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READ: White House releases fact sheet on Cuba policy

FILE - In this Dec. 19, 2014 file photo, Javier Yanez stands on his balcony decorated with U.S. and Cuban flags in Old Havana, Cuba. On Friday, June 16, 2017, President Donald Trump is expected to turn America's Cuba policy on its second 180-degree spin in three years. Ordinary Cubans are bracing for the worst. (AP Photo/Ramon Espinosa, File)

WASHINGTON - The White House released Friday a fact sheet describing their position on Cuba policy.

They listed four objectives:

  • Enhance compliance with United States law - specifying provisions governing the embargo of Cuba and the tourism ban
  • Hold Cuban regime accountable for human rights abuses and oppression "ignored under the Obama policy"
  • Further national security and policy interests with Cuba
  • Lay the groundwork for empowering the people of Cuba with a goal of developing better economic and "political liberty"

In a press conference Friday in Miami, President Donald vowed to abolish what he called President Obama's "one-sided" policy enacted during his administration.

Here's a summary of the changes in policy proposed by the president:

The new policy channels economic activities away from the Cuban military monopoly, Grupo de Administración Empresarial (GAESA), including most travel-related transactions, while allowing American individuals and entities to develop economic ties to the private, small business sector in Cuba. The new policy makes clear that the primary obstacle to the Cuban people’s prosperity and economic freedom is the Cuban military’s practice of controlling virtually every profitable sector of the economy. President Trump’s policy changes will encourage American commerce with free Cuban businesses and pressure the Cuban government to allow the Cuban people to expand the private sector.
The policy enhances travel restrictions to better enforce the statutory ban on United States tourism to Cuba. Among other changes, travel for non-academic educational purposes will be limited to group travel. The self-directed, individual travel permitted by the Obama administration will be prohibited. Cuban-Americans will be able to continue to visit their family in Cuba and send them remittances.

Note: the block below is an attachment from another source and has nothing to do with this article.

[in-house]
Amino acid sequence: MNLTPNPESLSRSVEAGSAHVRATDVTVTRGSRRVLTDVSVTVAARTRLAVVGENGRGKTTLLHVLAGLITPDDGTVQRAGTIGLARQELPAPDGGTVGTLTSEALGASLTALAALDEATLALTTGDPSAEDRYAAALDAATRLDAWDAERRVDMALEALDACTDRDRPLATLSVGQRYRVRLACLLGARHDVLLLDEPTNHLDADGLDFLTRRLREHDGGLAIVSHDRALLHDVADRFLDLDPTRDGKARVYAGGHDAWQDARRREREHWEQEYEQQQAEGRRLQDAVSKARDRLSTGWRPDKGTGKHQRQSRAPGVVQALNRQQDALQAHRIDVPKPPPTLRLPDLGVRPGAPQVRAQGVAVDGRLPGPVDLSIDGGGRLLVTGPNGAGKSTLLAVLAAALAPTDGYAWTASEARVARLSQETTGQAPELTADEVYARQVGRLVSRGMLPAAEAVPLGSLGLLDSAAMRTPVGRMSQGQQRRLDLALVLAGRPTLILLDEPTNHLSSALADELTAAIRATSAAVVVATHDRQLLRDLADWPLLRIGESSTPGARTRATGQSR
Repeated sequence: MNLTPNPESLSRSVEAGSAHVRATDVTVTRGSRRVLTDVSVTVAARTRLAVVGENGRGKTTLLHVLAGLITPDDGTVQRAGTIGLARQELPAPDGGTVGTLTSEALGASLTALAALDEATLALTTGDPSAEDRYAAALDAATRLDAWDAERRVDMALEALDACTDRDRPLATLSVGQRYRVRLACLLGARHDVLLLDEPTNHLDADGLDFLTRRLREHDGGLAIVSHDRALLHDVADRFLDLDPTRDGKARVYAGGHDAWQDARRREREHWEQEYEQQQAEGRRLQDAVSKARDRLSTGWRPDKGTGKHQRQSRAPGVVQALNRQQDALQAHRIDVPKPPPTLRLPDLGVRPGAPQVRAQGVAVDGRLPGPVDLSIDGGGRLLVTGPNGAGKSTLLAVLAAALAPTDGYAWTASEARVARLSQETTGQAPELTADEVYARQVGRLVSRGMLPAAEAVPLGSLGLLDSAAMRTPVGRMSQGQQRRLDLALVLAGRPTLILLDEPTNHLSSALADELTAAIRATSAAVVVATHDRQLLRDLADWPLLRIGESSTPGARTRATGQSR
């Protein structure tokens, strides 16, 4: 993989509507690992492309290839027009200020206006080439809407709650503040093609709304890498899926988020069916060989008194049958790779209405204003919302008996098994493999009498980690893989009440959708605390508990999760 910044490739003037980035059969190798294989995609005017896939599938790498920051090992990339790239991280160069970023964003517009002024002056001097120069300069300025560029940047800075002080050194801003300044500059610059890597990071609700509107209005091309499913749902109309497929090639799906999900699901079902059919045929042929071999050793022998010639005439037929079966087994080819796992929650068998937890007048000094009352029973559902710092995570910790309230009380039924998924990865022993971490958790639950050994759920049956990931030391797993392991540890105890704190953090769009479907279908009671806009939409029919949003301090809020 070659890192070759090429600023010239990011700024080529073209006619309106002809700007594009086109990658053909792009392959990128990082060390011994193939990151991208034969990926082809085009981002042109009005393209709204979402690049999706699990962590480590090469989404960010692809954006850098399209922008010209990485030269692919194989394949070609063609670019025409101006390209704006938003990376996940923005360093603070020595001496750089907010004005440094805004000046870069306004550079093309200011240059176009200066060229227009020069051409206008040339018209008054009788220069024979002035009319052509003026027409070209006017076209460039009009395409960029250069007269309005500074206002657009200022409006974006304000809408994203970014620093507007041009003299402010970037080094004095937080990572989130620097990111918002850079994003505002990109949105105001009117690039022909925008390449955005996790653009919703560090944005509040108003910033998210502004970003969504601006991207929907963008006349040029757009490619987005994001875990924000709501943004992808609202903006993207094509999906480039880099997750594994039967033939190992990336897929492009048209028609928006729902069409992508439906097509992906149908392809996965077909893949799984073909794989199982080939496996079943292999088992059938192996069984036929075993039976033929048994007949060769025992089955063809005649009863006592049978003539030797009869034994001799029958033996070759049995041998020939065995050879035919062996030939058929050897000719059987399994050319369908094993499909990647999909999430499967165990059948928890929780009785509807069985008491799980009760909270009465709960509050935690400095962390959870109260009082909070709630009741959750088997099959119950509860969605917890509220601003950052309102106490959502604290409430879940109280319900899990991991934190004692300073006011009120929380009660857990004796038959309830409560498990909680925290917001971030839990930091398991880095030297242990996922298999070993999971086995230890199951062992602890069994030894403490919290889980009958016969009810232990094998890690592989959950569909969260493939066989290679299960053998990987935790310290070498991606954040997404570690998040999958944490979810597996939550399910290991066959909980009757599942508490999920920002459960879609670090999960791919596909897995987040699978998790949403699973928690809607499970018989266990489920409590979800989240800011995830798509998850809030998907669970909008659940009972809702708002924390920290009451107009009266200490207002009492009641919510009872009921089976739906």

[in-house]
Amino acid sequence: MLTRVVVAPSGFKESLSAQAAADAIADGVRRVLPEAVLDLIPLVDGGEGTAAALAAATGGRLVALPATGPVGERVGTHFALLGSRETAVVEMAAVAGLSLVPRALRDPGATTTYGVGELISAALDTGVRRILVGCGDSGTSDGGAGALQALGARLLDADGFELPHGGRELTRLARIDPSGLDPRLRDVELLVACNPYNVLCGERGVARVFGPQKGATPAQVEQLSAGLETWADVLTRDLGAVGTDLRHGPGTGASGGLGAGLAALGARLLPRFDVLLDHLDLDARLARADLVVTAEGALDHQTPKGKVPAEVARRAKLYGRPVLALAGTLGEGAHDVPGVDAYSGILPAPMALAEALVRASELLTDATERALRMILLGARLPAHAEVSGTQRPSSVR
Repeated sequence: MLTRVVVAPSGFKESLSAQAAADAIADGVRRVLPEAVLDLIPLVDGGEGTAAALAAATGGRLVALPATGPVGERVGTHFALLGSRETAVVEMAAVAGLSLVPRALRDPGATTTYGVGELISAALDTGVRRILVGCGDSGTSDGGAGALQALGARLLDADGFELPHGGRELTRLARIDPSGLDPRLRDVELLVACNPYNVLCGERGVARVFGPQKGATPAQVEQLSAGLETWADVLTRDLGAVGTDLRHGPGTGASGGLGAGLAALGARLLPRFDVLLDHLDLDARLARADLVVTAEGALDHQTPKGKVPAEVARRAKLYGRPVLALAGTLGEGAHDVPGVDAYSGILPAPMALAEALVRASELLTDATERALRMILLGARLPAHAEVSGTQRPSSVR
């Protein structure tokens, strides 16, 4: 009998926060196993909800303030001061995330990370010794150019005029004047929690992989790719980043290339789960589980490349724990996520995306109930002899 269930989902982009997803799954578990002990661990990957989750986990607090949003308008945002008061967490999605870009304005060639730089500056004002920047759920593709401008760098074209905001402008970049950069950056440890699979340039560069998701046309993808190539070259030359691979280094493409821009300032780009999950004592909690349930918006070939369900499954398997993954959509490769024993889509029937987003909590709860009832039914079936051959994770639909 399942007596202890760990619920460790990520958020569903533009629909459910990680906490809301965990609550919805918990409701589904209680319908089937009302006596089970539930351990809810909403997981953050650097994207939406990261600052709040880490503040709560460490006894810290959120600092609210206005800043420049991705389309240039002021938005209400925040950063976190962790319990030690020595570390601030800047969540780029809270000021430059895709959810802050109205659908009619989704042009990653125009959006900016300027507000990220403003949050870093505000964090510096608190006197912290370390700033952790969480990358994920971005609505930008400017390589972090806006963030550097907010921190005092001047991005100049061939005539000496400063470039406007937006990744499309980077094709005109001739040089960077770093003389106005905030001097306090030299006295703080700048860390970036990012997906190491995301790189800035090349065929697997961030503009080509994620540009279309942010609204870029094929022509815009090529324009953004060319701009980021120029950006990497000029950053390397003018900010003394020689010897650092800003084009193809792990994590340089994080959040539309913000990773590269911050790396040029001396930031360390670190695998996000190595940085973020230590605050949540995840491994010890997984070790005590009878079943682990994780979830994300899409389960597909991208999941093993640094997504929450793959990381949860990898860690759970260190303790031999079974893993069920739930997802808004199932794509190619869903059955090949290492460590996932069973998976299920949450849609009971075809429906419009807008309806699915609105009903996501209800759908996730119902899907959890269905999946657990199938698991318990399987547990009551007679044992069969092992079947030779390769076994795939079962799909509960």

• The policy reaffirms the United States statutory embargo of Cuba and opposes calls in the United Nations and other international forums for its termination. The policy also mandates regular reporting on Cuba’s progress—if any—toward greater political and economic freedom.
  • The policy clarifies that any further improvements in the United States-Cuba relationship will depend entirely on the Cuban government’s willingness to improve the lives of the Cuban people, including through promoting the rule of law, respecting human rights, and taking concrete steps to foster political and economic freedoms.
  • The policy memorandum directs the Treasury and Commerce Departments to begin the process of issuing new regulations within 30 days. The policy changes will not take effect until those Departments have finalized their new regulations, a process that may take several months. The Treasury Department has issued Q&As that provide additional detail on the impact of the policy changes on American travelers and businesses.

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